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dc.contributor.authorSchuler, Jeanneen_US
dc.date.accessioned2014-06-09T19:57:33Z
dc.date.available2014-06-09T19:57:33Z
dc.date.issued2006-07-20en_US
dc.identifier.otherLectionary number: 392en_US
dc.identifier.urihttp://hdl.handle.net/10504/54946
dc.description.abstractThe Lightness of Being Human|Our ancestors drew their strength from God. Their own deeds were not trusted. Human labor was painful and gave birth only to wind. If the people are freed from captivity, God acts and it is done. If the war ever ends, it is God who brings peace. Human effort is futile. God is the power of this world. We yearn; it is God who saves.|Our ancestors made themselves nothing, so that God is all.|We see things differently. Now it is our world; it is we who act. Our deeds make history. We trust what passes through our hands. The only face we really recognize is our own. Inside every seeming mystery we run into ourselves. Human judgments measure truth. We are what matters.|We meant to liberate ourselves. But alone our burden is crushing.|By day, we rush from task to task, workload mounting, boss calling for more. Lists never end; we cross out one line and head for the next. Results, earning, interest, growth, efficiency, bottom lines measure reality. In offices, fields, shops, households, factories, classrooms, and boardrooms, humans bend to the job. Life comes to mean either at-work or not-working.|In the night we still yearn. Sometimes we dream of problem-free relationships, abolishing debt, friction, gravity, and time sheets. All effort ceases.|What You promise is better than magic: reality is not measured by our efforts alone. Work connects us to the earth and all living things. But we do not labor like beasts. We don't have to choose: either God's power or ours. We share the load. Your yoke does leave us misshapen. With You is the weight of love.en_US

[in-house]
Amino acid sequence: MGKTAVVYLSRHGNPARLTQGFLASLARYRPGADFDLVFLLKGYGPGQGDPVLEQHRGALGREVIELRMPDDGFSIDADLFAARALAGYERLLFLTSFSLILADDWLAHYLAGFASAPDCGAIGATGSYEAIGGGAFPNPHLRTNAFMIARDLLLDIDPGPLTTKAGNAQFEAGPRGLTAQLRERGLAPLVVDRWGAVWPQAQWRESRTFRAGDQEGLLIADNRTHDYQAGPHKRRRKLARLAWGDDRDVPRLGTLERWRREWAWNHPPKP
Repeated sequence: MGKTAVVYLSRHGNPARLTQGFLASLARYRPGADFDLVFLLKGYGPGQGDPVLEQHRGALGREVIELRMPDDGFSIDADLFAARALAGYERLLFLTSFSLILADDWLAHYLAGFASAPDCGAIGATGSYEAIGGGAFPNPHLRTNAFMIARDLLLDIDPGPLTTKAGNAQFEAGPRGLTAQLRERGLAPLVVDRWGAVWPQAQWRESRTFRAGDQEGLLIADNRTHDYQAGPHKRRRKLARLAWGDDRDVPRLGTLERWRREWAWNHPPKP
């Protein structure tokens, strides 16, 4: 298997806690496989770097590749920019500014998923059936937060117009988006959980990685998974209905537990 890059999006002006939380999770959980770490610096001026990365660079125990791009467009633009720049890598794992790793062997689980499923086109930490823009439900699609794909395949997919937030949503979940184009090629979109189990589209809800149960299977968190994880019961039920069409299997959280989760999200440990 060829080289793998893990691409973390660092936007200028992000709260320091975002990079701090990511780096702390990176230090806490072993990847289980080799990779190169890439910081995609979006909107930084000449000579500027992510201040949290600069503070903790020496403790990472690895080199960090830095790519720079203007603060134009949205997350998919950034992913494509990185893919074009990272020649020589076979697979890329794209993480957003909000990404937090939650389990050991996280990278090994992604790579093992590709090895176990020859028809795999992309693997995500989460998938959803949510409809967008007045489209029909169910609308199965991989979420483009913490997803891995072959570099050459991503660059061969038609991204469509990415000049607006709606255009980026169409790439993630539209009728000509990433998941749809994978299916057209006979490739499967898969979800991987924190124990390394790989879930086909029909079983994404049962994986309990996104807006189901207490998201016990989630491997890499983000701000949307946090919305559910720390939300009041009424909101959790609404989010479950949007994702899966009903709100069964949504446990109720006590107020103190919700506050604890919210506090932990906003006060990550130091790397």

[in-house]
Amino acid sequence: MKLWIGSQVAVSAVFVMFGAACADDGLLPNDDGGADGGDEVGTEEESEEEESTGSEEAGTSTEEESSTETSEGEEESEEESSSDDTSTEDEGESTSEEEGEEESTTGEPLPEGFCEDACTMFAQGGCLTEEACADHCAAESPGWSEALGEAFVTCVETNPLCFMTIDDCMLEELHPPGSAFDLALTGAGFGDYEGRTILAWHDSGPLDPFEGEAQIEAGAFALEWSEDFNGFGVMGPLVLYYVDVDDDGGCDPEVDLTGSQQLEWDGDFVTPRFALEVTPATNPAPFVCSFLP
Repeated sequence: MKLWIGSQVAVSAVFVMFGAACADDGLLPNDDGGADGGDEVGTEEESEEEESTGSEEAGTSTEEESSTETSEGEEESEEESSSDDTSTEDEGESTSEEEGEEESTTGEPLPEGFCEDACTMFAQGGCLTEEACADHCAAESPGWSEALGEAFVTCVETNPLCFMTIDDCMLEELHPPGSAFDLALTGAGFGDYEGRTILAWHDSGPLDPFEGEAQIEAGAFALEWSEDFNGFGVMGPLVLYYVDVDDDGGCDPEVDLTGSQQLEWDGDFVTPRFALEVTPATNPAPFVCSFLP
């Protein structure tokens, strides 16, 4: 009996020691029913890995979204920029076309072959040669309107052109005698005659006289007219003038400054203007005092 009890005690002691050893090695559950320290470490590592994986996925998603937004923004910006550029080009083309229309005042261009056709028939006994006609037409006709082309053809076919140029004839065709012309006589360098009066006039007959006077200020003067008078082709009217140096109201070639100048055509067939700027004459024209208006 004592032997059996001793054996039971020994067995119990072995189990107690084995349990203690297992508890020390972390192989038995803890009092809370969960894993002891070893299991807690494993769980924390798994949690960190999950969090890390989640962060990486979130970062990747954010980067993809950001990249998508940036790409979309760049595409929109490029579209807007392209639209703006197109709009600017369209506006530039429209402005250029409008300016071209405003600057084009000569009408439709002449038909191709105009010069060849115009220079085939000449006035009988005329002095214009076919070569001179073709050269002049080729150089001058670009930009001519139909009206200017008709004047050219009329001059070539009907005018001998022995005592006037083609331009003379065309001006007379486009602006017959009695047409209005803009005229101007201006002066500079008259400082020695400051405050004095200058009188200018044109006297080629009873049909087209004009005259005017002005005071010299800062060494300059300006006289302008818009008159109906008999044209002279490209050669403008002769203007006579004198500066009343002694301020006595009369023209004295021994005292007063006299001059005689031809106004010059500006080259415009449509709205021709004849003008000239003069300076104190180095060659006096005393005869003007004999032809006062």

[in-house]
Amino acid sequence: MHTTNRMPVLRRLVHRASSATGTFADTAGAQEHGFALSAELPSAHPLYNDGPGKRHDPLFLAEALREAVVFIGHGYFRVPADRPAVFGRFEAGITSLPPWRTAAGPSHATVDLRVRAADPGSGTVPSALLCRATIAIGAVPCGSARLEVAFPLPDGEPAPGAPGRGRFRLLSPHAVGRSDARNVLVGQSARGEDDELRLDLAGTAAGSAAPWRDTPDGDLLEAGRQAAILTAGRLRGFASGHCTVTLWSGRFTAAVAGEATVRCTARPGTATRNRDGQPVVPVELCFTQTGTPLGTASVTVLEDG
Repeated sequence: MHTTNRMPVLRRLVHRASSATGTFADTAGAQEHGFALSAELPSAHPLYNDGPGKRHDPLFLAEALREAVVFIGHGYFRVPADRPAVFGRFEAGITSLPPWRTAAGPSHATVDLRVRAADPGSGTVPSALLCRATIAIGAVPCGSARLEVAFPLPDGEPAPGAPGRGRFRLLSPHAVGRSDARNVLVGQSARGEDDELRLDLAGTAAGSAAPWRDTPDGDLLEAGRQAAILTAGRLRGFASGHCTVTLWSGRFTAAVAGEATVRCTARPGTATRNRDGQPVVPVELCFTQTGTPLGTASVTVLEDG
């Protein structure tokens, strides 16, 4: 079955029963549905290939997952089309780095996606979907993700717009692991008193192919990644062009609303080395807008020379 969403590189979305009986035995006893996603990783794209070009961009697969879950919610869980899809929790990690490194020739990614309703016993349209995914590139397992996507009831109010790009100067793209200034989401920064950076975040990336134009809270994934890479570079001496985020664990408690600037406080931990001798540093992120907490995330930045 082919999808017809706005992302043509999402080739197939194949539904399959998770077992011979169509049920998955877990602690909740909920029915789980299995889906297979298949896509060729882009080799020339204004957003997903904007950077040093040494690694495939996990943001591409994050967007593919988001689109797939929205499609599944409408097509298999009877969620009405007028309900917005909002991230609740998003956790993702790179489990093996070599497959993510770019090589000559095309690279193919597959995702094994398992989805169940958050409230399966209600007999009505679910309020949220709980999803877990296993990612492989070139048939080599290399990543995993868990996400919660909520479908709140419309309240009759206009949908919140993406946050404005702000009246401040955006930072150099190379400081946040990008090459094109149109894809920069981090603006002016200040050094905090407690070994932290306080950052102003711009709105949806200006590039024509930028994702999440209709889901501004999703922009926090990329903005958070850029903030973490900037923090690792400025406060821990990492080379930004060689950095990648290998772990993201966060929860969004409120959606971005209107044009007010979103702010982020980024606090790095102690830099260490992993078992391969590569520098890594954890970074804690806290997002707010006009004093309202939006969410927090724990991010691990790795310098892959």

dc.language.isoen_USen_US
dc.publisherUniversity Ministry, Creighton University.en_US
dc.relation.urihttps://dspace.creighton.edu/xmlui/handle/10504/65220
dc.rightsThese reflections may not be sold or used commercially without permission. Personal or parish use is permitted.en_US
dc.titleReflection for Thursday, July 20, 2006: 15th week in Ordinary Time.en_US
dc.typeEssay
dc.rights.holderUniversity Ministry, Creighton University.en_US
dc.publisher.locationOmaha, Nebraska, United Statesen_US
dc.date.day20en_US
dc.date.year2006en_US
dc.date.monthJulyen_US
dc.program.unitCollege of Arts and Sciencesen_US
dc.program.unitPhilosophyen_US
dc.url.link1http://onlineministries.creighton.edu/CollaborativeMinistry/daily.htmlen_US
dc.contributor.cuauthorSchuler, Jeanne A.en_US
dc.date.daynameThursdayen_US
dc.date.seasonOrdinary Timeen_US
dc.date.weekWeek: 15en_US
dc.relation.nexthttps://dspace.creighton.edu/xmlui/handle/10504/54960
dc.relation.previoushttps://dspace.creighton.edu/xmlui/handle/10504/54931
dc.subject.local1Isaiah 26:7-9, 12, 16-19en_US
dc.subject.local2Psalms 102:13-14ab, 15, 16-18, 19-21en_US
dc.subject.local4Matthew 11:28-30en_US
dc.title.seriesDaily Reflections (Meditations) on the Scriptures from the Roman Catholic Lectionary.en_US
dc.date.cycleYear IIen_US


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  • Daily Reflections Archive
    Reflections written by Creighton University faculty, staff, and administrators on the daily mass readings.

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